Williams with the Cavaliers

After the departure of LeBron James, Williams became a very vocal member of the Cavaliers. Amidst trade rumors, Mo hinted on his Twitter account that he didn't wish to be traded. He also criticized the events surrounding LeBron's flight from Cleveland and even shot back at insults made to the Cavaliers by Miami Heat guard Dwyane Wade.

On November 14, 2010, Williams made his first buzzer beater as a Cavalier, to win the game 83-81 over the Milwaukee Bucks. It was a 15 foot shot over Brandon Jennings as time expired. He scored a total of 25 points in the game and was the team's leading scorer.[8]

Los Angeles Clippers[edit]

On February 24, 2011, Williams was traded to the Los Angeles Clippers along with Jamario Moon in exchange for Baron Davis and a first round pick, which ended up being the first pick in the 2011 NBA Draft, Kyrie Irving.[9] With the Clippers, Williams was immediately inserted into the starting lineup to play both guard positions, and was able to raise his averages in points-per-game and field goal percentage.

The following season, the Clippers traded for Chris Paul and claimed Chauncey Billups off waivers, making Williams the Clippers' new sixth man. He embraced the role and finished eighth in voting for NBA Sixth Man of the Year.[10]

Return to Utah Jazz[edit]

On June 29, 2012, Mo Williams was traded back to the Jazz in a 4 team deal that sent Lamar Odom to the Los Angeles Clippers and the Utah Jazz's trade exception to the Dallas Mavericks. The Clippers also sent their second round pick Furkan Aldemir to the Houston Rockets.[11]

Portland Trail Blazers[edit]

On August 8, 2013, Williams signed with the Portland Trail Blazers.[12] On November 23, 2013, in a game against the Warriors, Williams was ejected along with teammate Wesley Matthews after getting involved in an altercation. He was subsequently suspended for one game. Williams injured his groin in game two of the Trail Blazers' second round play-off match-up against the San Antonio Spurs.[13]

Minnesota Timberwolves[edit]

On July 30, 2014, Williams signed with the Minnesota Timberwolves[14] to a reported one-year, $3.75 million contract.[15]

On January 13, 2015, Williams scored a career-high 52 points on 19-of-33 shooting, breaking the franchise single-game scoring record set by Kevin Love and Corey Brewer by one point in a 110-102 victory over the Indiana Pacers. This was just the third time in Williams' career that he scored more than 40 points.[16] He subsequently earned Western Conference Player of the Week honors for the week of January 12–18.[17]

Charlotte Hornets[edit]

On February 10, 2015, Williams was traded, along with Troy Daniels and cash considerations, to the Charlotte Hornets in exchange for Gary Neal and Miami’s 2019 second-round draft pick.[18] He made his debut for the Hornets on February 21 against the Oklahoma City Thunder, recording 24 points and 12 assists in the 103-110 loss.[19] Williams continued to play well as he was named Eastern Conference Player of the Week for games played Monday, March 2 through Sunday, March 8. Williams, who led the Hornets to the NBA's only 4-0 record in the week, was previously named Western Conference Player of the Week on January 19 while playing for the Timberwolves, making him the first player to earn the honor in both conferences in the same season since the award was split into two conferences starting with the 2001–02 season. Over the four-game week, Williams averaged 19.5 points and 10.8 assists in 35.5 minutes played, while shooting .429 from the field (24-56), .375 from beyond the three-point line (9-24) and .913 from the free-throw line (21-23). The only Eastern Conference player to average double figures in assists, he also posted an assist-to-turnover ratio of 4.78.[20]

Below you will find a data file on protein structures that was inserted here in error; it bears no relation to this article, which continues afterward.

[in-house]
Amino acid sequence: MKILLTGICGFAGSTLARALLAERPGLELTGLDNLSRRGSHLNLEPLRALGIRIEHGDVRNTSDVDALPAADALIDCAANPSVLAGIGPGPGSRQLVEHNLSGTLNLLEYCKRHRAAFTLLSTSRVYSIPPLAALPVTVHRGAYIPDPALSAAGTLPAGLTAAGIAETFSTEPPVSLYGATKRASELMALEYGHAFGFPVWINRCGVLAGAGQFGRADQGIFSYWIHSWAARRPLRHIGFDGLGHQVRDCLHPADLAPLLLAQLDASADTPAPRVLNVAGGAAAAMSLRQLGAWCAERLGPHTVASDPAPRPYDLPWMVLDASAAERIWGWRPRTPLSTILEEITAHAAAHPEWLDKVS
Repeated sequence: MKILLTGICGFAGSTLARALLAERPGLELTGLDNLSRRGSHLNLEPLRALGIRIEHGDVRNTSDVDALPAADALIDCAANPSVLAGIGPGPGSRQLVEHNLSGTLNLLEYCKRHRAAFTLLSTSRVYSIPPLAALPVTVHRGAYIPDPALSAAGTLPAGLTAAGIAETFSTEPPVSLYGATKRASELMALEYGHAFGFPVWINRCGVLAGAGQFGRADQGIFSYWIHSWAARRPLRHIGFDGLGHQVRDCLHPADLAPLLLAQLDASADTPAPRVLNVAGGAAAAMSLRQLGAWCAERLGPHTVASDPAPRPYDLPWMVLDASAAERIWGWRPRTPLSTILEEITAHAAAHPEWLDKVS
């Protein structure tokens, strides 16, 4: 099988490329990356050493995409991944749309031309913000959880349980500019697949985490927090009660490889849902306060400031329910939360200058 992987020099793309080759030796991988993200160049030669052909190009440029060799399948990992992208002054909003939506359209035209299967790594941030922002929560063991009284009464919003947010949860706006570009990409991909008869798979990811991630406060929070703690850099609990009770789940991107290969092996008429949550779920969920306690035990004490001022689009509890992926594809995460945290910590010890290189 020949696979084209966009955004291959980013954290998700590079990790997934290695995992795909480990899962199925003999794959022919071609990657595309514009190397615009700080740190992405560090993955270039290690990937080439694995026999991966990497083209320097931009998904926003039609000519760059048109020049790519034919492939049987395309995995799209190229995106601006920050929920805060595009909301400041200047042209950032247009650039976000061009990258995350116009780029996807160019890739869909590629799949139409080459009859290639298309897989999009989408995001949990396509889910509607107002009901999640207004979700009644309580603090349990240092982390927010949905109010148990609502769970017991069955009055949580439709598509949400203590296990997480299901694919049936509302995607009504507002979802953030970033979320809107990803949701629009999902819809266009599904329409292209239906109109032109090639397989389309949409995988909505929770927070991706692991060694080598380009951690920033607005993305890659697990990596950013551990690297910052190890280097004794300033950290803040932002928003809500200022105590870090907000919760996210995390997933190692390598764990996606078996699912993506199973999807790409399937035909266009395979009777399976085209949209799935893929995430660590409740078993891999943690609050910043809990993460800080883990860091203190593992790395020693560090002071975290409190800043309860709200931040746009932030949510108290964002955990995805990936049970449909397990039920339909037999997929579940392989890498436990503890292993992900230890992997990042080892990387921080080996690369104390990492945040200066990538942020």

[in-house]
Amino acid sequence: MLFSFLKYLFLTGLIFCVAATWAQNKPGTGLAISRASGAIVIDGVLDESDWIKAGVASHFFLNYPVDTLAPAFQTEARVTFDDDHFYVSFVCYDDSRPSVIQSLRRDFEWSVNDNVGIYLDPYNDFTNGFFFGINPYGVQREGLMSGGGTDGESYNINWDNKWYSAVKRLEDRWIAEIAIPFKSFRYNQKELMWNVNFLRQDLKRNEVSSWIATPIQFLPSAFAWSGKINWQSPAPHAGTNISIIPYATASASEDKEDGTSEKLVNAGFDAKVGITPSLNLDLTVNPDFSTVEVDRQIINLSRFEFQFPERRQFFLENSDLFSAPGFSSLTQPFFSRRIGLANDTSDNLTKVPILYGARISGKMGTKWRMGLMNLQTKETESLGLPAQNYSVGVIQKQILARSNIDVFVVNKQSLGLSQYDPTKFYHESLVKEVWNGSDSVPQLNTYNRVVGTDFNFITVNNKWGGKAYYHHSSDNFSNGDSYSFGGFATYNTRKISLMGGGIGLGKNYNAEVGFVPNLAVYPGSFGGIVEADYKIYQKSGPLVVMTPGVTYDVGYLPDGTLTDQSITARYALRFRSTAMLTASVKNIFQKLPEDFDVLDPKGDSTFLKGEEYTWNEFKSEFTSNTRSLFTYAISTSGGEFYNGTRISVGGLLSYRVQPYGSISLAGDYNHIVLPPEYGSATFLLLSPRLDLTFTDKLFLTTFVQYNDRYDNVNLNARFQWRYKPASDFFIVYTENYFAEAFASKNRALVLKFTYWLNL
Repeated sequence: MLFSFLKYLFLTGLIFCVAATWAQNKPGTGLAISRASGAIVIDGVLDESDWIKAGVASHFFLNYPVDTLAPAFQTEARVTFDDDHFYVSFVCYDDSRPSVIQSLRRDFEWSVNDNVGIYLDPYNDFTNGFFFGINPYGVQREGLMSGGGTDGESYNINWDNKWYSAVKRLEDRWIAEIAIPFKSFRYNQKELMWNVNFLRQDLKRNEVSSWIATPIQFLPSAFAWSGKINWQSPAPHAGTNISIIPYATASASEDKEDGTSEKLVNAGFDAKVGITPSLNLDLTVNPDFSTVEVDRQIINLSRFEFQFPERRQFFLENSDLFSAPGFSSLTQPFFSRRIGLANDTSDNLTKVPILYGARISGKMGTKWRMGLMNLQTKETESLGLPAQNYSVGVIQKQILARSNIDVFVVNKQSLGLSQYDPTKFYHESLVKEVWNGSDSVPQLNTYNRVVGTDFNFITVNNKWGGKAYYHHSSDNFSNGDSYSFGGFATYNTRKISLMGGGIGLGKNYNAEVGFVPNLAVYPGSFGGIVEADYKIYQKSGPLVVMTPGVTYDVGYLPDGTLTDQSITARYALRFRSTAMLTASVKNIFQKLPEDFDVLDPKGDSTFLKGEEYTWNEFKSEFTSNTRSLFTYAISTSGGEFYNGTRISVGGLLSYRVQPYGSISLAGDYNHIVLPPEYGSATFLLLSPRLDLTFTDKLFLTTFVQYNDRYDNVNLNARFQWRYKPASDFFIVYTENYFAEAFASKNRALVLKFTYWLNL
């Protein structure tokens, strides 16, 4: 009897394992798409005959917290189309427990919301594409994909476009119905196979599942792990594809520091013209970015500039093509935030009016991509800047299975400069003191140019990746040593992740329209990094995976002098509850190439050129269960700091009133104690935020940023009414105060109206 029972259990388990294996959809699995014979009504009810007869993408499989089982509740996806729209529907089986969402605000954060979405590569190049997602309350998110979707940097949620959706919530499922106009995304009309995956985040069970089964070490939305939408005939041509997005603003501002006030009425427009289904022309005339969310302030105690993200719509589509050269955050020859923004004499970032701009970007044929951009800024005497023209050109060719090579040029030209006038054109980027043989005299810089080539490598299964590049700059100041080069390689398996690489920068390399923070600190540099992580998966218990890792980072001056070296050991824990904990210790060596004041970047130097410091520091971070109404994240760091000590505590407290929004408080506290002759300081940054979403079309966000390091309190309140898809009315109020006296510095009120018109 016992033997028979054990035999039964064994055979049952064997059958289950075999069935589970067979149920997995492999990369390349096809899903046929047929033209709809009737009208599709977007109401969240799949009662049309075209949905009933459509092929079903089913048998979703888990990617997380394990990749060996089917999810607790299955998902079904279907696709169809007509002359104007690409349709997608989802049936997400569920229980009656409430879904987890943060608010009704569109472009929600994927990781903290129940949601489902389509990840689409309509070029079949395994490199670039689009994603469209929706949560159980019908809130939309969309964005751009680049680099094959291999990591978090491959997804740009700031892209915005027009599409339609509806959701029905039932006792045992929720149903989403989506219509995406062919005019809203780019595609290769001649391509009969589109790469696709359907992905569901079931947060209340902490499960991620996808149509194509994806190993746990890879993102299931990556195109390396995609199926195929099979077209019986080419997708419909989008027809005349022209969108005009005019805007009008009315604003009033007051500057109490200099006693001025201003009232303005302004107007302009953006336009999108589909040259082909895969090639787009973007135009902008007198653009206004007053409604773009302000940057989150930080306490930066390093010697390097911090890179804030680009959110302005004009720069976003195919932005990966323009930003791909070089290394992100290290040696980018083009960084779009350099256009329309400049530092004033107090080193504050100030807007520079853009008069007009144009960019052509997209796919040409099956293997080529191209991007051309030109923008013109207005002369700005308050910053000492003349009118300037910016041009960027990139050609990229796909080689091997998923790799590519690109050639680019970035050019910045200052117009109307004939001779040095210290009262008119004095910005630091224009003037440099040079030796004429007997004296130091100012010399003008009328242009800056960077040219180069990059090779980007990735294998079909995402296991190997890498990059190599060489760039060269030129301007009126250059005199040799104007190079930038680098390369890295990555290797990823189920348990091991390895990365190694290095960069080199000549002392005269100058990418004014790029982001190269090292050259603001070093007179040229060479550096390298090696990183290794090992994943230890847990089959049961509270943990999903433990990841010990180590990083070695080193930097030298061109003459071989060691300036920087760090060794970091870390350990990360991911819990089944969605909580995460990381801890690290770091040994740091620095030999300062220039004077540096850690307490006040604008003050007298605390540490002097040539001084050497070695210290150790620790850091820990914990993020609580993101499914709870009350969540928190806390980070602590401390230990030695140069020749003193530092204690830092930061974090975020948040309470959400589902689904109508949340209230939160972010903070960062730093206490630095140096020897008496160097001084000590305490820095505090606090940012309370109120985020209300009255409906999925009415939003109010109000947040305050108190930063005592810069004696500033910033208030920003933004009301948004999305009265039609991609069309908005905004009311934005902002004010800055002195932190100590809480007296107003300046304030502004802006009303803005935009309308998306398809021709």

NBA career statistics[edit]

  GP Games played   GS  Games started  MPG  Minutes per game
 FG%  Field goal percentage  3P%  3-point field goal percentage  FT%  Free throw percentage
 RPG  Rebounds per game  APG  Assists per game  SPG  Steals per game
 BPG  Blocks per game  PPG  Points per game  Bold  Career high

Regular season[edit]

2003–04 Utah 57 0 13.5 .380 .256 .786 1.3 1.3 .5 .0 5.0
2004–05 Milwaukee 80 80 28.2 .438 .323 .850 3.1 6.1 .9 .1 10.2
2005–06 Milwaukee 58 12 26.4 .424 .382 .850 2.5 4.0 .9 .1 12.1
2006–07 Milwaukee 68 68 36.4 .446 .346 .855 4.8 6.1 1.3 .1 17.3
2007–08 Milwaukee 66 66 36.5 .480 .385 .856 3.5 6.3 1.2 .2 17.2
2008–09 Cleveland 81 81 35.0 .467 .436 .912 3.4 4.1 .9 .1 17.8
2009–10 Cleveland 69 68 34.2 .442 .429 .894 3.0 5.3 1.0 .3 15.8
2010–11 Cleveland 36 34 29.6 .385 .265 .833 2.7 7.1 .9 .3 13.3
2010–11 L.A. Clippers 22 22 32.9 .422 .398 .880 2.5 5.6 .9 .0 15.2
2011–12 L.A. Clippers 52 1 28.3 .426 .389 .900 1.9 3.1 1.0 .1 13.2
2012–13 Utah 46 46 30.8 .430 .383 .882 2.4 6.2 1.0 .2 12.9
2013–14 Portland 74 0 24.8 .417 .369 .876 2.1 4.3 .7 .1 9.7
2014–15 Minnesota 41 19 28.0 .403 .347 .851 2.4 6.4 .7 .2 12.2
Career 750 497 29.7 .436 .382 .869 2.8 5.0 .9 .1 13.3
All-Star 1 0 17.0 .500 .400 .000 2.0 5.0 .0 .0 12.0


2006 Milwaukee 5 0 15.0 .500 .182 .000 .6 2.0 .2 .0 7.2
2009 Cleveland 14 14 38.6 .408 .372 .767 3.2 4.1 .7 .1 16.3
2010 Cleveland 11 11 37.4 .409 .327 .804 3.1 5.4 .5 .2 14.4
2012 L.A. Clippers 11 0 20.8 .436 .364 .923 .8 1.4 .5 .5 9.6
2014 Portland 8 0 23.4 .373 .238 .909 1.5 1.9 .4 .0 7.4
Career 49 25 29.4 .416 .336 .814 2.1 3.2 .5 .2 12.0


External links[edit]